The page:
School of Medicine researchers have received $29 million from the National Institute on Aging of the National Institutes of Health to continue a long-running, international Alzheimer’s study aimed at understanding how the disease develops and progresses.
A new study from the School of Medicine suggests that bone marrow — or blood stem cells — from healthy donors can harbor extremely rare mutations that can cause health problems for the cancer patients who receive them. Such stem cell transplants are important for treating blood cancers, including acute myeloid leukemia.
Tammy Matuska, a clinical nurse coordinator in the Division of Hematology & Oncology at Washington University School of Medicine in St. Louis, has been named a 2019 MPN Hero by CURE magazine, a national publication for cancer patients and their caregivers.
Exposure to chemotherapy and radiation during cancer treatment leads to bone loss and increases the risk of osteoporosis and fractures. A new School of Medicine study identifies the trigger for this bone loss and suggests ways to prevent it.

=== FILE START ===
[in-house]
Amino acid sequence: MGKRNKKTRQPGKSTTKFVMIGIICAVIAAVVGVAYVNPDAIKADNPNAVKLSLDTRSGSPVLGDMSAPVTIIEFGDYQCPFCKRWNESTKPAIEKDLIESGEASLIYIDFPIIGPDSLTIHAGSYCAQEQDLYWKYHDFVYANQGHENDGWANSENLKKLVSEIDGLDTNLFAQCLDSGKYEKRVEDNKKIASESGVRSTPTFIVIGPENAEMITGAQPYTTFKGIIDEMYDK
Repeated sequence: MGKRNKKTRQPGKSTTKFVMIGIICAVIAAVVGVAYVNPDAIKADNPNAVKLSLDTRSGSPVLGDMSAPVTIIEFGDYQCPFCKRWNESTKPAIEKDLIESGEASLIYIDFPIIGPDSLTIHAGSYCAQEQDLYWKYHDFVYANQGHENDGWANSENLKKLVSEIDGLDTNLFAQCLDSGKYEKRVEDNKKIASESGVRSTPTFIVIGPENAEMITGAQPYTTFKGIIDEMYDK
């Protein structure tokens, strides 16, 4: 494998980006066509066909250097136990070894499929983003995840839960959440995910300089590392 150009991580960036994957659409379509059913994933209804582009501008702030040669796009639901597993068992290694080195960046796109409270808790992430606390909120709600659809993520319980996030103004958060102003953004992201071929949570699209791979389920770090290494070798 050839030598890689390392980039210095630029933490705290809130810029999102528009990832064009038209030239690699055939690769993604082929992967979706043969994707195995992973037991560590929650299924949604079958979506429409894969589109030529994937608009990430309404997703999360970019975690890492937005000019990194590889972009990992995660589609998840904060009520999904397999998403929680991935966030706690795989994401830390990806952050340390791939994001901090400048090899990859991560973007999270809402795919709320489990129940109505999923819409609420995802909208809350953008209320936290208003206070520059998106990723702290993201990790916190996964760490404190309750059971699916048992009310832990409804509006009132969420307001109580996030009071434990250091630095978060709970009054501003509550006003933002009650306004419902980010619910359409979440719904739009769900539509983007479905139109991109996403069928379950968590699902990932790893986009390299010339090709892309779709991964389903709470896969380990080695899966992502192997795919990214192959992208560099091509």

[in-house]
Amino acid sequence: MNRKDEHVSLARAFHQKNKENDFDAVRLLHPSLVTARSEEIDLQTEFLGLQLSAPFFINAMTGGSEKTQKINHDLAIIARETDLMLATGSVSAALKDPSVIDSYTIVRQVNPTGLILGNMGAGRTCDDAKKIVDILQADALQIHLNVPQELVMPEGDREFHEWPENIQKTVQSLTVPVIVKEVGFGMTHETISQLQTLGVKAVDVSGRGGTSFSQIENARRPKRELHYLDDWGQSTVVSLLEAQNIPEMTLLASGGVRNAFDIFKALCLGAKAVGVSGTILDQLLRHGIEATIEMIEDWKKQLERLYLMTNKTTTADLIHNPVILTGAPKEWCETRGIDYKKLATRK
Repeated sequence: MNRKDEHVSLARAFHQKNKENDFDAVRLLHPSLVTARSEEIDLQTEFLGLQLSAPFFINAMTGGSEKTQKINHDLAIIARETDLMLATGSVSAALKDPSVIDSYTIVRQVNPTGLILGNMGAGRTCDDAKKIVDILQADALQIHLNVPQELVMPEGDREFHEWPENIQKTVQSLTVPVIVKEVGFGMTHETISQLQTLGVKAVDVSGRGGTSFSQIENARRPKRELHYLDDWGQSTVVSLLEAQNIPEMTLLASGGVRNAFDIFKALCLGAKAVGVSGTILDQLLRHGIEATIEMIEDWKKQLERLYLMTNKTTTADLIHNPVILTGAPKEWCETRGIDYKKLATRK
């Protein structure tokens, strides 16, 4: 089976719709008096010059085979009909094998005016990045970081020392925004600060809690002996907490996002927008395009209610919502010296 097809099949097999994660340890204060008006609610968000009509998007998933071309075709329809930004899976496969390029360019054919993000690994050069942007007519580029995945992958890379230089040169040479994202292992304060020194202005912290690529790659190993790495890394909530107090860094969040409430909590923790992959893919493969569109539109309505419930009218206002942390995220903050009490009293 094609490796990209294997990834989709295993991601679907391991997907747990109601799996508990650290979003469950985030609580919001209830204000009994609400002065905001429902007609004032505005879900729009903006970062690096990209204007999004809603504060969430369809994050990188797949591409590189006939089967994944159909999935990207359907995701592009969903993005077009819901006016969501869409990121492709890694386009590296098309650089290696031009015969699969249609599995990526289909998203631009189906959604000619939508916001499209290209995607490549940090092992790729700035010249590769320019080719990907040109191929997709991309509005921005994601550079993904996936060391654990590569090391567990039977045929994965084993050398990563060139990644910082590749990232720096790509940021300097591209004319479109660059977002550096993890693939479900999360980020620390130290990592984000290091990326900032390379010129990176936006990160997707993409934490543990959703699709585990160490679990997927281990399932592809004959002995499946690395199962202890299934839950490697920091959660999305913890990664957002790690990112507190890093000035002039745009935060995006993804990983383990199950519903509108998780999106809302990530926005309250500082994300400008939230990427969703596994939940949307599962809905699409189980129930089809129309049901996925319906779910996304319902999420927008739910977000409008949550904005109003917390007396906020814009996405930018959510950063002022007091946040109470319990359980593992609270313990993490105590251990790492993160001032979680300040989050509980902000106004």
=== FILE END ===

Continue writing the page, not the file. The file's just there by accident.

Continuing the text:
Washington University’s Jerome Cox and Jack H. Ladenson join a small but distinguished group of fellows of the National Academy of Inventors, the highest professional distinction accorded solely to academic inventors.
Taevin Symone Lewis, a recent graduate of the Program in Occupational Therapy at the School of Medicine, died Jan. 1 in a motor vehicle accident in St. Louis. She was 26. A funeral service will take place Saturday, Jan. 11, in Memphis, Tenn.
R. Edward Hogan, MD, professor of neurology and head of the Adult Epilepsy Section at Washington University School of Medicine in St. Louis, has been elected second vice president of the American Epilepsy Society. In 2022, he will become the organization’s president.
Two students at Washington University School of Medicine in St. Louis have been named top young entrepreneurs by Forbes magazine.
A new study, led by the Washington University School of Medicine in St. Louis and the Perelman School of Medicine at the University of Pennsylvania, suggests proton therapy is as effective as traditional X-ray radiation therapy while causing fewer serious side effects.
A study from the School of Medicine may help explain why previous attempts to develop a staph vaccine have failed, while also suggesting a new approach to vaccine design that focuses on activating an untapped set of immune cells.